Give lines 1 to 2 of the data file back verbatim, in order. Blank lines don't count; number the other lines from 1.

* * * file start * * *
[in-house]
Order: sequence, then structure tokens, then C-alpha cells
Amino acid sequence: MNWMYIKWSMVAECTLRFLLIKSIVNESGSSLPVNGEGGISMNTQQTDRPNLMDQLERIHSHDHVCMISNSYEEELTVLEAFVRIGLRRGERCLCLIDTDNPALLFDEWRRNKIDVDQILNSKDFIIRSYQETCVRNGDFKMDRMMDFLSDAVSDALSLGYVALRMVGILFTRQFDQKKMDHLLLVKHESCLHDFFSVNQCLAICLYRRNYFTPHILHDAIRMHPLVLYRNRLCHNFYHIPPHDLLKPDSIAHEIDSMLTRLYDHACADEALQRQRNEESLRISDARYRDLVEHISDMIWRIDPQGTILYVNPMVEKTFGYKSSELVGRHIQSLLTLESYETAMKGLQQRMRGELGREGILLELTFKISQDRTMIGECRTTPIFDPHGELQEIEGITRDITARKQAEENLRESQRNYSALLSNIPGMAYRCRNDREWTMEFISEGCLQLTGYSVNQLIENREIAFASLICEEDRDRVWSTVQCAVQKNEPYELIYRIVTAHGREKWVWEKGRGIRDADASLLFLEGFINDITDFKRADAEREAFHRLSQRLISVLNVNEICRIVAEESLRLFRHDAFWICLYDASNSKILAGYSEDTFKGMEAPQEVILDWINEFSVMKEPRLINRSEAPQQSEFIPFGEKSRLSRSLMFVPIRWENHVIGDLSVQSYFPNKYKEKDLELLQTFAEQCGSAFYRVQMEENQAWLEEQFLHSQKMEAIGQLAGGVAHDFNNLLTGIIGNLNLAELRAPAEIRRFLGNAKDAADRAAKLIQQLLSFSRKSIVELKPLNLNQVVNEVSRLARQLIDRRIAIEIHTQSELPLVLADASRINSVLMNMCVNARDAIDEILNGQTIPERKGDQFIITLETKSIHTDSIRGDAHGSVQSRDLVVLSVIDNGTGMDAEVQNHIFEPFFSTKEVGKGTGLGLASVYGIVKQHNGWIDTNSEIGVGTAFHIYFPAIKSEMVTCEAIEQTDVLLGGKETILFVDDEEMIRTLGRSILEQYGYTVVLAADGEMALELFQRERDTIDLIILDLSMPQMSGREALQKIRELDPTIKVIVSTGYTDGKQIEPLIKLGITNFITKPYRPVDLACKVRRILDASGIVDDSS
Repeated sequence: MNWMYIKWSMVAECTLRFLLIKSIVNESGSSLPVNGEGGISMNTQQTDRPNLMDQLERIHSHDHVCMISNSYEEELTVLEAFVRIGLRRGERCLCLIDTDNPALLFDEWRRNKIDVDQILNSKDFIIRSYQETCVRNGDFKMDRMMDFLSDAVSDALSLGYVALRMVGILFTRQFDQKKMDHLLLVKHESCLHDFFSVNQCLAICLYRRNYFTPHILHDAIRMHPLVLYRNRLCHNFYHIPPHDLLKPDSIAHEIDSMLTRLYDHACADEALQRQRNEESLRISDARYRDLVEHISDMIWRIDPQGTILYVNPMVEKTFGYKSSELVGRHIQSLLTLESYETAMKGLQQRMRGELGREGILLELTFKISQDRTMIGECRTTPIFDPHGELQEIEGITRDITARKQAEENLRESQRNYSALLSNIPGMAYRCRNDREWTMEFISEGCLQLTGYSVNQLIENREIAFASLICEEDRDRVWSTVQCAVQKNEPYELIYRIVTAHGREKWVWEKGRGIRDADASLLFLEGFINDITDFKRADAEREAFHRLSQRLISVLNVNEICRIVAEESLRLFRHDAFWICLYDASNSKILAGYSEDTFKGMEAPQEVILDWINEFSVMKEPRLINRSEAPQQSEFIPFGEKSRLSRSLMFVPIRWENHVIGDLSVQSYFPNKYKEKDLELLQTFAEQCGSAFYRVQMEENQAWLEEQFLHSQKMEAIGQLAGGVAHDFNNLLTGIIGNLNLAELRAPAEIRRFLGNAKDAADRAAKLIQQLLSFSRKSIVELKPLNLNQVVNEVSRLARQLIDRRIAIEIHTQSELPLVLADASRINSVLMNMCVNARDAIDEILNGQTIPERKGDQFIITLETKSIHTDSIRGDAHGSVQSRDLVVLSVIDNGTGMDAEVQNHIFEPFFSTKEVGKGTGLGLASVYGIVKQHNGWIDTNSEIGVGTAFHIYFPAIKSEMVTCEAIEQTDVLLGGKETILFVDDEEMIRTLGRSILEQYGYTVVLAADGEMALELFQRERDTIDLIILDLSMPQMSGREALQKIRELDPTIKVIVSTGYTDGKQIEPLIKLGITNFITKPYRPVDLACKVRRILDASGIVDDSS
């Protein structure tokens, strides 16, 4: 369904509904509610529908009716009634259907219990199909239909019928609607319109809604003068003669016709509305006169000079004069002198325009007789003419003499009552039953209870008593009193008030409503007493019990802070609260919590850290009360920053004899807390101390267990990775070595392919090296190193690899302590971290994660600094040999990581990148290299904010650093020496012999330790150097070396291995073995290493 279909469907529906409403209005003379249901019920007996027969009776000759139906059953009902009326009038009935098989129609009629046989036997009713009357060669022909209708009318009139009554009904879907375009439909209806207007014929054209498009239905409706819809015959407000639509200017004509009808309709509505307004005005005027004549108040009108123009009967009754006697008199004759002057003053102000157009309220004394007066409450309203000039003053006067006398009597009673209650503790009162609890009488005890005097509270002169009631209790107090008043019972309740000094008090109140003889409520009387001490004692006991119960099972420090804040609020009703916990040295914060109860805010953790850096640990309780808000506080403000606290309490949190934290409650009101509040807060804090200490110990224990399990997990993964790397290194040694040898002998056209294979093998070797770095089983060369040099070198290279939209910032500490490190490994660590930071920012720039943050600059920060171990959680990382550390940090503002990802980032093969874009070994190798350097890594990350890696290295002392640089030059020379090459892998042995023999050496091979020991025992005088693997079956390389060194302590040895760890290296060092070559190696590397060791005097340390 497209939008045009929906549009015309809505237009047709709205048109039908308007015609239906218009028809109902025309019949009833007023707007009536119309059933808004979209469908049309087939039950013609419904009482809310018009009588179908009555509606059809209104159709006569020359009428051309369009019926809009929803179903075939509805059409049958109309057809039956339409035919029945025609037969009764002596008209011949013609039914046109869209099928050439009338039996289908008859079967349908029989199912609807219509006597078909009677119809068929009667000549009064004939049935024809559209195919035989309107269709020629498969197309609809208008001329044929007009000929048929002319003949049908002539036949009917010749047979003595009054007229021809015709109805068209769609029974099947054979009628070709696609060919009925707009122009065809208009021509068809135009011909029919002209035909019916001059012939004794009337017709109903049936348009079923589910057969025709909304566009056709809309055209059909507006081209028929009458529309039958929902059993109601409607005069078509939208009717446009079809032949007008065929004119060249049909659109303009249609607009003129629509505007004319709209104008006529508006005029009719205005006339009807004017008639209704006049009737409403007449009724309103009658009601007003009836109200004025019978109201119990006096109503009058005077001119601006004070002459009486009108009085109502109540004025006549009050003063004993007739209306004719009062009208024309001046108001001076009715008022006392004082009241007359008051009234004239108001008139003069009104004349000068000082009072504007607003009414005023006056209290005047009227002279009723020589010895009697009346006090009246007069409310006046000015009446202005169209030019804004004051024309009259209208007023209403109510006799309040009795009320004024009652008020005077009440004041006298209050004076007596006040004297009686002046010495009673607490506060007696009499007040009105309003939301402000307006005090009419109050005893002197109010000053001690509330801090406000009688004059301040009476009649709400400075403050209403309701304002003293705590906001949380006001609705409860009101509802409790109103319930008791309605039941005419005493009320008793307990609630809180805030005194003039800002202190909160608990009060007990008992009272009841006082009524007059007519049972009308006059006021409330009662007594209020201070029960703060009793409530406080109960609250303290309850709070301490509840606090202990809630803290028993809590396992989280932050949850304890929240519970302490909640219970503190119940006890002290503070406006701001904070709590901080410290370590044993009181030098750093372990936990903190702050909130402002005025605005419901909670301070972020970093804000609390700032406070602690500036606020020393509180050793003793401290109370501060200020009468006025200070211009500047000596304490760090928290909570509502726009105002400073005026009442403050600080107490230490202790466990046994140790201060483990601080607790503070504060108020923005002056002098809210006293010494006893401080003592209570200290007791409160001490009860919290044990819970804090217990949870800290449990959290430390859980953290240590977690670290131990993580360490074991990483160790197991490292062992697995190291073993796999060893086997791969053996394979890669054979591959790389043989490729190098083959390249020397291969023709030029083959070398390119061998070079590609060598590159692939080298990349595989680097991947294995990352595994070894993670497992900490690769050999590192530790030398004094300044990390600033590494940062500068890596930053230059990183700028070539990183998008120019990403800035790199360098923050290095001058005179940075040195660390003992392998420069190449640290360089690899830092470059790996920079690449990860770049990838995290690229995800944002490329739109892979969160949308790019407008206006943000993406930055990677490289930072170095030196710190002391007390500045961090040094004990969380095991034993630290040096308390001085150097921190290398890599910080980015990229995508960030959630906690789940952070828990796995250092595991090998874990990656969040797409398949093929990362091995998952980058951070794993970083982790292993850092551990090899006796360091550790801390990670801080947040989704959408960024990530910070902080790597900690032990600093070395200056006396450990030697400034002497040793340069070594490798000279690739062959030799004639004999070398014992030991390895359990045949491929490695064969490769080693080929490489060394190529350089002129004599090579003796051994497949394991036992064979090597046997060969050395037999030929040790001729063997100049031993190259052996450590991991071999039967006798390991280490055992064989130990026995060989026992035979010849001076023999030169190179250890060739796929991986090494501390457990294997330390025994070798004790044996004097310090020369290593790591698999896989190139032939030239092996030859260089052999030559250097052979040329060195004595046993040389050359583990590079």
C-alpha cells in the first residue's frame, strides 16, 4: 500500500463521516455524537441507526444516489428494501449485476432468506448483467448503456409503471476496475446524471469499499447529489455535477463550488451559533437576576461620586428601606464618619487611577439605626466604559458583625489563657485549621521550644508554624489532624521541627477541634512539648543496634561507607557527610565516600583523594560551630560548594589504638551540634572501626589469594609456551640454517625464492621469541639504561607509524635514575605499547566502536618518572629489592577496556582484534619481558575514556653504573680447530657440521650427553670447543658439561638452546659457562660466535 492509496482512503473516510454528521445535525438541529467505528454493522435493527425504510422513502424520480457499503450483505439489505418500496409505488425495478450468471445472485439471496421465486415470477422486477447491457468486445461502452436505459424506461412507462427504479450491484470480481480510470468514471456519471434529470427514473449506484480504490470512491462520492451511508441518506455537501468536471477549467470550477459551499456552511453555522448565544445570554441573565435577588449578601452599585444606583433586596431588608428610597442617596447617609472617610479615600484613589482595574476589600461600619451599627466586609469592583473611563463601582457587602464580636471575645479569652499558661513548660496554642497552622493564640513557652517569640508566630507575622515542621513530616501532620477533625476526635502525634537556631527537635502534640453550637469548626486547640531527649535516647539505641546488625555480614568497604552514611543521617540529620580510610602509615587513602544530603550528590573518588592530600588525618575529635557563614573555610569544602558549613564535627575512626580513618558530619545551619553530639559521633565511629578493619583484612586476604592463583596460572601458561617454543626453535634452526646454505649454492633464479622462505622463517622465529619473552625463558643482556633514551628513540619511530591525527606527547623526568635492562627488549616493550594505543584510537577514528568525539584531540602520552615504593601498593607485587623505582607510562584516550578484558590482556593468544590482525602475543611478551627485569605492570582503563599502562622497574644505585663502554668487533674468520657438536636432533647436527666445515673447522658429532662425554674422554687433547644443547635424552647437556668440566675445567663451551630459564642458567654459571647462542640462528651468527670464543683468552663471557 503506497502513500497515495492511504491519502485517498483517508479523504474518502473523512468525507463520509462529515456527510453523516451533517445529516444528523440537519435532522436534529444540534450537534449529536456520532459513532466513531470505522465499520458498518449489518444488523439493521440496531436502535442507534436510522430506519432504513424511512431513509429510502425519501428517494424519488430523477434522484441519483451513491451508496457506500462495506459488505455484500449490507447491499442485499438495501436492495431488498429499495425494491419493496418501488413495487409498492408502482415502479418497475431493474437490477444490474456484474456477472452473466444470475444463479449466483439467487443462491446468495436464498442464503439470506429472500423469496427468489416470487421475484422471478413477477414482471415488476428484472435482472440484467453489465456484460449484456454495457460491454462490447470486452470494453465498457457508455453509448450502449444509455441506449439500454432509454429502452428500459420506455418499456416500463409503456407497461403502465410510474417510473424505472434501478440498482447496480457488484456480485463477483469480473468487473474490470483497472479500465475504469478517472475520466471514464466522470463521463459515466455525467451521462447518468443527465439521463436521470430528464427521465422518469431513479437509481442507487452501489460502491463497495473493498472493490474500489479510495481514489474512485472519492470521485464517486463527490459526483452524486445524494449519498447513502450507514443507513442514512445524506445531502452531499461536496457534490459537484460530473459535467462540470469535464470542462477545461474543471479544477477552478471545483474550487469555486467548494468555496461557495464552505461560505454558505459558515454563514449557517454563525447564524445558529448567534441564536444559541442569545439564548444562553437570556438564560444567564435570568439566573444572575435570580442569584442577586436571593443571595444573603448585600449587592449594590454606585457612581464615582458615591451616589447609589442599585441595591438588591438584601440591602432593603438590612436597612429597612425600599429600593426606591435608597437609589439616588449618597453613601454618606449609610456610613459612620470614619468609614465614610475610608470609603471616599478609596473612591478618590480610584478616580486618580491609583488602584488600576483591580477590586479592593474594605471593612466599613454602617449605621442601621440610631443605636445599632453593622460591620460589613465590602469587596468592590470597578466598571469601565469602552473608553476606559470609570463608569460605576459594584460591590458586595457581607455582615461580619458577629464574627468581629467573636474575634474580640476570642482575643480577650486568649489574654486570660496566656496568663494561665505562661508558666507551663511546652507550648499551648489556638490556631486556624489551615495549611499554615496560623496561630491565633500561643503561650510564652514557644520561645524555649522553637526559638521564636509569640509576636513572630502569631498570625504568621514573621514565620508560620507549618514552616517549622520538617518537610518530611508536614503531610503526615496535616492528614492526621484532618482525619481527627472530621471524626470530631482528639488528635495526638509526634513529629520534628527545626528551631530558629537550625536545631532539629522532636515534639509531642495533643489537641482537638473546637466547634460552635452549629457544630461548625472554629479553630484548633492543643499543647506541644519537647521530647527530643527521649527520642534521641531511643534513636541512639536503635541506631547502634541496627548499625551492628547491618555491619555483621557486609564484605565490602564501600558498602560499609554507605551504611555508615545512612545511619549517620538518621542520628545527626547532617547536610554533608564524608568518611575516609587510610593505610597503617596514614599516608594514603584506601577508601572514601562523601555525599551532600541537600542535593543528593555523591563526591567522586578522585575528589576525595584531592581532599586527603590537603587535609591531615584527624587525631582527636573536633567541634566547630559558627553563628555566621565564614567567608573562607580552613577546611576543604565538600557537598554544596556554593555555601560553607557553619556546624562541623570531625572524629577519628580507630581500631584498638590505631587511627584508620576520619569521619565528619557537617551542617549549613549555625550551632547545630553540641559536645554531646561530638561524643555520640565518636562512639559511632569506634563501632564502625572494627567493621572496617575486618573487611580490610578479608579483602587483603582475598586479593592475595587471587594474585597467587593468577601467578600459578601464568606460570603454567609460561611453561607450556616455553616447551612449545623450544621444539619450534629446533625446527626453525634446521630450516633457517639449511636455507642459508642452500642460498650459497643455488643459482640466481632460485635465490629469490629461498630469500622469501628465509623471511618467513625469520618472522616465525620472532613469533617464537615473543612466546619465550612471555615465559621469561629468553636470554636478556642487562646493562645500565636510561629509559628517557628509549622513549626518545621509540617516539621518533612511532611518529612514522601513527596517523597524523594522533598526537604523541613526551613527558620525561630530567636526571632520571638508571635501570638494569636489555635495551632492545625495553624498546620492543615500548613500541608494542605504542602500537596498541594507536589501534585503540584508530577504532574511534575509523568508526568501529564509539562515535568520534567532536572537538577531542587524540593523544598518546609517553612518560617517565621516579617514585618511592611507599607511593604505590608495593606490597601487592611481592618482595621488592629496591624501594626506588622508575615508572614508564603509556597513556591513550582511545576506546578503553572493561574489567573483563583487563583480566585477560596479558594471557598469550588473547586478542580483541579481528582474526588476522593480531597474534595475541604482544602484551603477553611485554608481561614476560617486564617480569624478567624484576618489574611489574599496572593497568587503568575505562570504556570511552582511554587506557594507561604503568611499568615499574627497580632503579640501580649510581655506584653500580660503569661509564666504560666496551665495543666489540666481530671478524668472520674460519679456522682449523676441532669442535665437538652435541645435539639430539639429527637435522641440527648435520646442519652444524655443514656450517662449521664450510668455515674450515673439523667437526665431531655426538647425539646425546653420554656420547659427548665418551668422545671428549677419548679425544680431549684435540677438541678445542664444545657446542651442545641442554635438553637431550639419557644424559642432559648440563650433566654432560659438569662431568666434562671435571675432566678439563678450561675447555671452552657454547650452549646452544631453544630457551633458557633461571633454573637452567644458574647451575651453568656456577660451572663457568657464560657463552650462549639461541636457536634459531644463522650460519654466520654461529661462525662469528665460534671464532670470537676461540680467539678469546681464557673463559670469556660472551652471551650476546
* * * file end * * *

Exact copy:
[in-house]
Order: sequence, then structure tokens, then C-alpha cells